The Worst Pirate in History — The Forgotten Legend of Bartholomew Sharp
Perhaps one of the worst pirates to sail the high seas, Bartholomew Sharp certainly is not a legendary figure like Blackbeard, Bartholomew Roberts, or Captain Kidd. The fictional pirate Jack Sparrow, when accused of being the worst pirate ever heard of remarked, “But you have heard of me.” Unfortunately Bartholomew Sharp was so bad that his name is almost forgotten to history. In 1639 Sharp set off with a crew of pirates to Panama in search of Spanish treasure. Unlike most pirates who stalked the Caribbean, Sharp had the idea to raid the Pacific side of the Spanish Main. It is a wonder why he had this idea, most treasure fleets bound for Europe crossed through the Caribbean, only a few ships, mostly supply ships bound for the Philippines with some treasure ships bound for the Straits of Magellan could be found on the Pacific side. Regardless, Sharp and his men sailed to Panama, abandoned ship at the coast, then seized Spanish ships on the Pacific side of Panama.
Bartholomew Sharp and his crew raided several Spanish ships, but none had anything of value. After two years of slim pickings, his crew mutinied and replaced him as captain. Fortunately for him, his replacement only lasted three weeks before unexpectedly dying. Amazingly, the crew voted to restore Sharp as captain once again. However Sharps luck failed to pick up, that was until him and his crew came across a Spanish treasure galleon, which they captured after a short fight. However, rather than finding a rich haul of treasure, the ship was loaded with 700 bars of a dull grey metal which they thought was tin. Dejected and depressed, Sharp and his pirates decided to cut their losses and head home. They threw the bars overboard, saving a small portion to be cast into musket balls.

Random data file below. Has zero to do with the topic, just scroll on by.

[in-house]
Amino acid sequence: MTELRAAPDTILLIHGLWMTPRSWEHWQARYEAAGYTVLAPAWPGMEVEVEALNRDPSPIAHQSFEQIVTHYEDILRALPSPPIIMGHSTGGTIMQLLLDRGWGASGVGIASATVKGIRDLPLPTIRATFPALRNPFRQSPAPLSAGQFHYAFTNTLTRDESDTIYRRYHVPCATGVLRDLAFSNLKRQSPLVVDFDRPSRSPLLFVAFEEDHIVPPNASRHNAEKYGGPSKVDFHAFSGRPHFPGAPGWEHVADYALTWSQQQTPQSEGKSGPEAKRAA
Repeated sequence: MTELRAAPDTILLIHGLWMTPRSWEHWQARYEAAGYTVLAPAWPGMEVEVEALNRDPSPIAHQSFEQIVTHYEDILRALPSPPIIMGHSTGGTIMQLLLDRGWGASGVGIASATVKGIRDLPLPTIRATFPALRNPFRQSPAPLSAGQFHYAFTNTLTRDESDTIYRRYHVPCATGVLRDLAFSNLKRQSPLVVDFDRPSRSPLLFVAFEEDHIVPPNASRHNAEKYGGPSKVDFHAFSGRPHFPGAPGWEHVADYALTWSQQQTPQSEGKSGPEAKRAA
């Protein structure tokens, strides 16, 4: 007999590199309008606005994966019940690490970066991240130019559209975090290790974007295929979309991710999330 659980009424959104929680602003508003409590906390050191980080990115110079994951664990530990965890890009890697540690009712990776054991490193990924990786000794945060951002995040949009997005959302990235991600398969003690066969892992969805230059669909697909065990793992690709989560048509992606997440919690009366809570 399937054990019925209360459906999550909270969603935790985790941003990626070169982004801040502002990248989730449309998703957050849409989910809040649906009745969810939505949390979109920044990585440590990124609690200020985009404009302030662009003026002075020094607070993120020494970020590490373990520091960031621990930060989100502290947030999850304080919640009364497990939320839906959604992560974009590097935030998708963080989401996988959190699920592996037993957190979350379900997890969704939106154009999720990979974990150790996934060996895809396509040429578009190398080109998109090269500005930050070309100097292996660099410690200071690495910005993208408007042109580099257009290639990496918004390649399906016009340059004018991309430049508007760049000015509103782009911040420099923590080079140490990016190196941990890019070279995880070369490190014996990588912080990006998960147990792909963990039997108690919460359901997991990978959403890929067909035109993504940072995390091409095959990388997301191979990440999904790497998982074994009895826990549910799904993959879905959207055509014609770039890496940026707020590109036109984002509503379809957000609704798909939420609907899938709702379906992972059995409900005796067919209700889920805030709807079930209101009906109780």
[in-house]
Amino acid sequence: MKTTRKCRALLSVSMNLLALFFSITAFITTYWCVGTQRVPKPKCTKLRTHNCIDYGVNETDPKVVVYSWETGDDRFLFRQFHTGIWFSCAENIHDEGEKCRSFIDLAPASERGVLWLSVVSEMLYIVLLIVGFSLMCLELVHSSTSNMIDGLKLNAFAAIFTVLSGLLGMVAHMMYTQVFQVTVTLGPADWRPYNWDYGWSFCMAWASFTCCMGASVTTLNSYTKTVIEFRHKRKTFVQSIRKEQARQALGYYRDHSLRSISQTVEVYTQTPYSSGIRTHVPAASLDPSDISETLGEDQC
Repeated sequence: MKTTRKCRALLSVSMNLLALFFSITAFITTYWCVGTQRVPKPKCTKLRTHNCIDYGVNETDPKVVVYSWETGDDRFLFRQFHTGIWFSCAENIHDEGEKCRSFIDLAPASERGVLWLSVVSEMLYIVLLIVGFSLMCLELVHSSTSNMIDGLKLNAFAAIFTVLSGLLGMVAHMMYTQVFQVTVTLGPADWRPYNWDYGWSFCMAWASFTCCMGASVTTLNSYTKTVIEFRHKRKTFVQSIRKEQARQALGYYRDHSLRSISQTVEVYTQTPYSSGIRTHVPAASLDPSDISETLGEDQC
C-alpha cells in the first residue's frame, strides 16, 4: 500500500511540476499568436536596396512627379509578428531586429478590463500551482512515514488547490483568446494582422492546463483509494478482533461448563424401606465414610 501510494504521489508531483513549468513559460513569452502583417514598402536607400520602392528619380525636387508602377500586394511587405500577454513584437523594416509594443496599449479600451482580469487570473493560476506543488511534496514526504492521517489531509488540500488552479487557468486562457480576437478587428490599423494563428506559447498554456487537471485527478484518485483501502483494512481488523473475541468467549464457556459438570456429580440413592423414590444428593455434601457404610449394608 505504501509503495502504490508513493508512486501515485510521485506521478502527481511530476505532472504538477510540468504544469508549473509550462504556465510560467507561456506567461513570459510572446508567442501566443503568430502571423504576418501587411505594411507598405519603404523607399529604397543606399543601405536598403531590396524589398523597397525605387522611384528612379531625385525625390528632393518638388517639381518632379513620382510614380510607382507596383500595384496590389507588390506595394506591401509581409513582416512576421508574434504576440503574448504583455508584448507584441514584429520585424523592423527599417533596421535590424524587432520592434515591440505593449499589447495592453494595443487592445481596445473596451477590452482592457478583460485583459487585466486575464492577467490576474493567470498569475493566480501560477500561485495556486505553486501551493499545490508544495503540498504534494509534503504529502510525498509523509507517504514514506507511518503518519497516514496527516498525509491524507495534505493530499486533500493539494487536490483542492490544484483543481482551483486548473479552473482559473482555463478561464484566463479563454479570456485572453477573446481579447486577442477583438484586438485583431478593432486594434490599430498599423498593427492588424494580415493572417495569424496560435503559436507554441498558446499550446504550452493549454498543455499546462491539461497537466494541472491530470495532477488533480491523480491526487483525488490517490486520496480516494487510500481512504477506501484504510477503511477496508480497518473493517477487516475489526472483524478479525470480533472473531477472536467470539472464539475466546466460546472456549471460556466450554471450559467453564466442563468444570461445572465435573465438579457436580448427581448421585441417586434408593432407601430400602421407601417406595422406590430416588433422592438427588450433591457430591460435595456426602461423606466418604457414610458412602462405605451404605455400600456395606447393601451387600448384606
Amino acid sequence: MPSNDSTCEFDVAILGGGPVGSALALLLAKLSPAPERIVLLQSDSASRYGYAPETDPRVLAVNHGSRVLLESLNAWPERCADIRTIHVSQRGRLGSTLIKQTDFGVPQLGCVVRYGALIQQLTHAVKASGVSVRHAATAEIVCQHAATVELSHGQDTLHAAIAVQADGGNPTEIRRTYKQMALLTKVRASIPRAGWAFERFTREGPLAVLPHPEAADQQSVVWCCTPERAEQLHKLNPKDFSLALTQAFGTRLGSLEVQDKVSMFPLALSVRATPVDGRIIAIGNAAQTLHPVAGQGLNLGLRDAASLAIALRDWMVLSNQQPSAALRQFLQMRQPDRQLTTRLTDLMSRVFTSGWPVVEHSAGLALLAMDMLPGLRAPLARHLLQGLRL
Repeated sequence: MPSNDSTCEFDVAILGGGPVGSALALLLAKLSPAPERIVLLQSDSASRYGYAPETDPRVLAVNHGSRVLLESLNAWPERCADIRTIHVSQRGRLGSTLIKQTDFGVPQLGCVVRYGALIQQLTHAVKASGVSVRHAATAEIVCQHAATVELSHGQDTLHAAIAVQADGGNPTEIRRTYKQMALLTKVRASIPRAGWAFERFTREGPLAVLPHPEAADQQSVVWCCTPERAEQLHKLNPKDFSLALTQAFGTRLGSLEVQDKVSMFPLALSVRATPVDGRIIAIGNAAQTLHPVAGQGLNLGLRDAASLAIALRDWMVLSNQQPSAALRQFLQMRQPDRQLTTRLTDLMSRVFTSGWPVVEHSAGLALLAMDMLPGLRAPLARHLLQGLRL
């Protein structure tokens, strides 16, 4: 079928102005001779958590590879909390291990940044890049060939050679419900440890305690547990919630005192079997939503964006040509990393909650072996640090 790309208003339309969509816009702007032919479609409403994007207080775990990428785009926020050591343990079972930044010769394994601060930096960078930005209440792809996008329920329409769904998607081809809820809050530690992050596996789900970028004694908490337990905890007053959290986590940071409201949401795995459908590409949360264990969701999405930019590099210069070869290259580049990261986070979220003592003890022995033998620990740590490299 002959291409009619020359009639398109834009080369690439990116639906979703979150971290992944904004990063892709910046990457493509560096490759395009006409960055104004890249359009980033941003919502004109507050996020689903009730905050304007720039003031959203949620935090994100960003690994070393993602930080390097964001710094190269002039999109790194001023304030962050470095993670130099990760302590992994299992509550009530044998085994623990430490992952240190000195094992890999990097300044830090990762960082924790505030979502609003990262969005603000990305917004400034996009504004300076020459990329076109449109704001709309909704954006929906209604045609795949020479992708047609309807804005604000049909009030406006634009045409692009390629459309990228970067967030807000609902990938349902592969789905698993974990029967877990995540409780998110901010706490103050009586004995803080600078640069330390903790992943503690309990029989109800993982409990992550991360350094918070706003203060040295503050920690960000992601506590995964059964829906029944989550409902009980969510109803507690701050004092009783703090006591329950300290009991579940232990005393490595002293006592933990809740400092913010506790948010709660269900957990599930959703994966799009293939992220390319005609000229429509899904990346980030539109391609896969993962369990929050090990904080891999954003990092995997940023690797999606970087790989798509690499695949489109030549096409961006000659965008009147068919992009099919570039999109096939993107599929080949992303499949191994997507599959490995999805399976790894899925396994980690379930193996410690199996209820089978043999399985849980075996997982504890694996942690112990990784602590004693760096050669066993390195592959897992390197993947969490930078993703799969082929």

Sharp and his men rounded South America and returned to the Caribbean. When they arrived they learned of two pieces of very bad news. First, Sharp had assumed that because England was enemies with Spain, he would be recognized as a privateer by English authorities. However the English were not at war with Spain at the time, and arrest warrants had been issued in Sharp’s name for piracy. Secondly, the men had run out of lead to cast musket balls, and had dug into the stock of “tin bars” captured from the Spanish galleon earlier. It was then discovered that the tin bars were not tin at all, but in fact were silver. The unfortunate pirates had dumped a fortune worth 150,000 English Pounds (millions today) into the deep blue sea. Bummer.
When Sharp tried to make harbor at Barbados, he found a Royal Navy frigate waiting for him. He then made for Antigua, but authorities there barred him from entry. Eventually Sharp and his men were captured and arrested, then hauled into court in chains. In a rare stroke of luck for Sharp, him and his men were acquitted due to lack of evidence, either that or the jury felt bad for him. After avoid the hangman’s noose and gibbet, Sharp settled down on the Danish Island of St. Thomas. A man who could not lead a successful life as a pirate, Sharp was also a man who could not lead a successful life as a regular citizen. He died in a debtors prison in 1702.